Figure 3 gives the errors at times , 3, 5, and 7 for the SBM against the nodal spacing . In this analysis, . Clearly, as the nodal spacing decreases, the error becomes smaller. In addition, the SBM possesses high experimentally convergence rate.

4.2. Line Soliton in an Inhomogeneous Medium

A line soliton for an inhomogeneity on large-area Josephson junction can be simulated by solving the sine-Gordon equation for and [711, 21]and initial conditionsin the domain . The boundary condition is

Figure 4 presents the results of this problem for and at , 6, 12, and 18. In this figure, both the contours and surface plots of the ring soliton are given in terms of . We can see that the soliton is moving in -direction as a straight line soliton during the transmission through inhomogeneity. When , we can observe a deformation in its straightness. Then, this movement seems to be impeded as tends to 12. Finally, the soliton recovers its straightness when . These graphical results match those obtained by the FEM [7], the FDM [8], the BEM [9, 10], the differential quadrature method (DQM) [11], and the RBF [21].

4.3. Circular Ring Soliton

The circular ring soliton can be simulated by solving the sine-Gordon equation for and , with initial conditions [7, 911, 21, 23]and boundary condition

Figure 5 depicts the results of this problem for and at times , 5.6, 8.4, 11.2 and 12.6. In this figure, both the contours and surface plots of the ring soliton are given in terms of . It can be observed from this figure that the ring soliton shrinks at the initial stage . Then, as goes on, oscillations and radiations start to form and continue to form up to . And an expanding phase is observed at and after it. The expansion continues until , where the ring soliton is nearly formed again. When , the ring soliton appears to be again in its shrinking phase. These graphical results match those obtained by the FEM [7], the BEM [9, 10], the DQM [11], the RBF [21], and the mesh-free reproducing kernel particle Ritz method [23].

4.4. Collision of Two Circular Ring Solitons

The collision of two circular ring solitons can be simulated by solving the sine-Gordon equation for with initial conditions [6, 7, 10, 21]and boundary condition

As in [6, 7, 10, 21], the solution is computed by the SBM over and and then is expanded at the lines and by symmetry relations.

When the dissipative parameter , Figure 6 depicts the results for and at times , 4, 8, and 11 in terms of . The temporal behavior of the soliton wave consists of a shrinking and an expanding phase. We can observe from Figure 6 the collision between two ring solitons in which, as a result of the collision, two ring solitons bounding an annular area emerge into a larger oval ring soliton. These graphical results match those obtained by the FEM [7], the FDM [6], the BEM [10], and the RBF [21].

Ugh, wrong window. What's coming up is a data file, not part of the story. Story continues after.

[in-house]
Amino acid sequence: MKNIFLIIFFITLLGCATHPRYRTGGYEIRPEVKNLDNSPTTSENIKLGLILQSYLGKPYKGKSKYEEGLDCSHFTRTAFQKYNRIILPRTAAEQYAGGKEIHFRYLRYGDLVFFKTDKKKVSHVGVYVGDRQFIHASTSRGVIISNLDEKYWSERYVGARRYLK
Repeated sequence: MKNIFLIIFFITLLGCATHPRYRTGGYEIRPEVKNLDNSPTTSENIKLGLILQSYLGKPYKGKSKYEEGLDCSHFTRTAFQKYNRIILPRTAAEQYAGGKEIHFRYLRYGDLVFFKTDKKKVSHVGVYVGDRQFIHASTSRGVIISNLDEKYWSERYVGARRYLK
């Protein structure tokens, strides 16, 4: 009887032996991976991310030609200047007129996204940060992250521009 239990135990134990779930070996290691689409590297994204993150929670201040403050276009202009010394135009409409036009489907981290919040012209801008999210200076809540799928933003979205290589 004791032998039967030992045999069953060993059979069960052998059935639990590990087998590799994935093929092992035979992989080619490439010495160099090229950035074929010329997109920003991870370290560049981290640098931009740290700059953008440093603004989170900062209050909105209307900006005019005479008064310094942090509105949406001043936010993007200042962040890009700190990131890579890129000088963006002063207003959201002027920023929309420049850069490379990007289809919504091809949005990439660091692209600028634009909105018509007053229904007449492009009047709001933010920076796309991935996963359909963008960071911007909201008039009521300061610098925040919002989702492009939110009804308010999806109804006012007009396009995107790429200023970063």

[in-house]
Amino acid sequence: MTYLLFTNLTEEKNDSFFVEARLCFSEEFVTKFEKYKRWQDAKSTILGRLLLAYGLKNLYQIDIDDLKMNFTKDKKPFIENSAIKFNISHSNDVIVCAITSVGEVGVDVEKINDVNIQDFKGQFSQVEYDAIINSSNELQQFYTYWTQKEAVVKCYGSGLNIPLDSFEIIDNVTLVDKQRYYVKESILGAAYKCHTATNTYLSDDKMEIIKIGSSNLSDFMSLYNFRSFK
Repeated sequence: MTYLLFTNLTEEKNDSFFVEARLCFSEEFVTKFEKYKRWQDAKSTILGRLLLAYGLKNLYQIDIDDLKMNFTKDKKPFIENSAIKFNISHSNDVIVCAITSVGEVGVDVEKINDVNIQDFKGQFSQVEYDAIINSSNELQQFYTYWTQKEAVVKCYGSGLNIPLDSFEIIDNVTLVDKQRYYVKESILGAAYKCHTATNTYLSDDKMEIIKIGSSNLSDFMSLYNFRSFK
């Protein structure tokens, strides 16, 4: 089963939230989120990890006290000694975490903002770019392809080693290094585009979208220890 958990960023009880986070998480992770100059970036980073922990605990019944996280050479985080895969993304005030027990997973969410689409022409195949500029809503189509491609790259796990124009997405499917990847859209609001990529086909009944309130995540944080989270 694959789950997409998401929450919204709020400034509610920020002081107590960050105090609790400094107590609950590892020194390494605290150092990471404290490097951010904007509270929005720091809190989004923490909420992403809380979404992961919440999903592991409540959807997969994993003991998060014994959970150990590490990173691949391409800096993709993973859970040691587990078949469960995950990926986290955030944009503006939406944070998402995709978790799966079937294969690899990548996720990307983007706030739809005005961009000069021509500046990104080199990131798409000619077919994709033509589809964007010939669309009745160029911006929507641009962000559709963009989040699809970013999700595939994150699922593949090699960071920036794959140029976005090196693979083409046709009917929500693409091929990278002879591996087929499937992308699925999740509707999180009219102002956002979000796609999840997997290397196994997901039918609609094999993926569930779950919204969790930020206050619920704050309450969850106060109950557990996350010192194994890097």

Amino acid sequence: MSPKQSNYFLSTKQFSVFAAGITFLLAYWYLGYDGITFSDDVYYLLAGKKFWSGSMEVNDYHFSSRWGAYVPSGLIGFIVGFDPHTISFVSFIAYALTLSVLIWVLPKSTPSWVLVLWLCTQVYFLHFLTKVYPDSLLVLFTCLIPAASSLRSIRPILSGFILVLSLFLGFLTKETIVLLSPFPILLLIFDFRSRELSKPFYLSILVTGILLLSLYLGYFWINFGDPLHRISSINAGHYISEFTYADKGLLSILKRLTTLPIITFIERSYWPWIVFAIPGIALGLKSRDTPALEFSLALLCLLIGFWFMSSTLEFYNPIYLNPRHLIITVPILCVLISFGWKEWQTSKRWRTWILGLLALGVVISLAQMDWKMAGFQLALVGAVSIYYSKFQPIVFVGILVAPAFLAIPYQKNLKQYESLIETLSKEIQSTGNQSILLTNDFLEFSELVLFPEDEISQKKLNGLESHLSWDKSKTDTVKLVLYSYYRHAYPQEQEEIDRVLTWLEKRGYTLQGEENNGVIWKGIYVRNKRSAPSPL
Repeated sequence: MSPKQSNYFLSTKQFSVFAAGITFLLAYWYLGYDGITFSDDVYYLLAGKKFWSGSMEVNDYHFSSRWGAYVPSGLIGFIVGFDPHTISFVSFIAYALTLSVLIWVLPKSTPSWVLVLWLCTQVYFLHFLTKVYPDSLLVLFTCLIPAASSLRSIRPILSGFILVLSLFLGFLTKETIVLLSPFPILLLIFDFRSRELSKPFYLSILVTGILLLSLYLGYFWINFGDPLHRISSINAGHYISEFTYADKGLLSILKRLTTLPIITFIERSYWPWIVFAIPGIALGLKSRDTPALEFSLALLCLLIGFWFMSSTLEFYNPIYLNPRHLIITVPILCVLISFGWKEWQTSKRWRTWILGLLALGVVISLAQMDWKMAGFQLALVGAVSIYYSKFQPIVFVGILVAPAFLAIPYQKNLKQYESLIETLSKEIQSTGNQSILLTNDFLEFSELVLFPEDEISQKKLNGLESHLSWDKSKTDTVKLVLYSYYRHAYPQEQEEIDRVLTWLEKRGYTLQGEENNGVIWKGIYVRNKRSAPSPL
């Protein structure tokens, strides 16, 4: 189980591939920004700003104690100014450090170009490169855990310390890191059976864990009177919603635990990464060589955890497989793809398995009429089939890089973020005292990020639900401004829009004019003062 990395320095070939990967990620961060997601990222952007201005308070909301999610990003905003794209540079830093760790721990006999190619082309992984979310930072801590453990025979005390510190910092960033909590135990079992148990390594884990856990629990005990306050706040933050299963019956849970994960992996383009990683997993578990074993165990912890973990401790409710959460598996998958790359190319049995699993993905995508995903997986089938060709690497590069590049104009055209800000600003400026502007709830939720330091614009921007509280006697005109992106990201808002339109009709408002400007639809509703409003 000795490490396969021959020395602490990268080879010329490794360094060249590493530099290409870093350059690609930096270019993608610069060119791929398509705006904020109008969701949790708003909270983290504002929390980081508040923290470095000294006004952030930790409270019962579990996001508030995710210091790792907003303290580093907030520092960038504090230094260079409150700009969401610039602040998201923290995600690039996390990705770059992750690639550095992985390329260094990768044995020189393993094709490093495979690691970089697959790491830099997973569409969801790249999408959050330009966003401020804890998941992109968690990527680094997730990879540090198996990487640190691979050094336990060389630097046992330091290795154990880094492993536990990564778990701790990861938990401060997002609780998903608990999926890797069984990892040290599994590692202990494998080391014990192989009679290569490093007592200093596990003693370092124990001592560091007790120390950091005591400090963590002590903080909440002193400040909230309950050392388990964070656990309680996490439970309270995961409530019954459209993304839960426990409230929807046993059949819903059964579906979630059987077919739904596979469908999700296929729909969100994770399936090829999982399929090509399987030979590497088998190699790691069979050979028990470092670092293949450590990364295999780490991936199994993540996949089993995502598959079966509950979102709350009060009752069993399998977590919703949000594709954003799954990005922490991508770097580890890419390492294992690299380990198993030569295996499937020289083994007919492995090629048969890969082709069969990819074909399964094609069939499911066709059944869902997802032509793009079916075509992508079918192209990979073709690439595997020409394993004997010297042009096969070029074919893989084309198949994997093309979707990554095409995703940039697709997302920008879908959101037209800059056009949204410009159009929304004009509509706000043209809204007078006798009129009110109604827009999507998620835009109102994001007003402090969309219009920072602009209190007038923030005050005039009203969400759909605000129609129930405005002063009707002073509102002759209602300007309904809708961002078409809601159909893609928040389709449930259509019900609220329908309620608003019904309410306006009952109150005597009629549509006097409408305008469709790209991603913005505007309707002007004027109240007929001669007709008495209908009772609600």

The dissipative term is expected to slow down the two initial ring solitons to emerge into a larger oval ring soliton. In order to show this, Figure 7 gives the solution at for , 0.35, 1 and 5. From Figures 6 and 7, we can observe that the ring soliton changes slowly as increases. Additionally, it can be found that with the solitons at time are close to those given at for .

5. Conclusions

In this paper, a meshless method based on the meshless singular boundary method has been developed to obtain numerical solutions of the time-dependent nonlinear sine-Gordon equation. In this method, no mesh is required to discretize the problem domain, and the approximate solution is generated entirely based on scattered nodes. Several numerical examples have been studied to demonstrate the accuracy and efficiency of the method. The numerical results are compared with the results obtained by other methods. For the example with known analytical solution, it is found that the current method obtains more accurate numerical results. For all other examples, the current numerical method produces similar accurate results as those given in [611, 21, 23]. Therefore, the SBM is well-suited for solving the nonlinear sine-Gordon equation. However, although numerical results verify the accuracy and the convergence of the method, theoretical proof of stability and convergence is not presented and will be an important research topic for future research.

The current method can be extended to solve other nonlinear equations such as the Klein-Gordon equation, the double sine-Gordon and sinh-Gordon equations, and the hyperbolic telegraph equation. Besides, this meshless method with some modifications is extensible to solve problems in mathematical physics and engineering such as nonlinear optics, plasma physics, solid state physics, and relativistic quantum mechanics. Nevertheless, more research work is required.

Data Availability

The data used to support the findings of this study are included within the article.

Conflicts of Interest

The author declares that there are no conflicts of interest regarding the publication of this paper.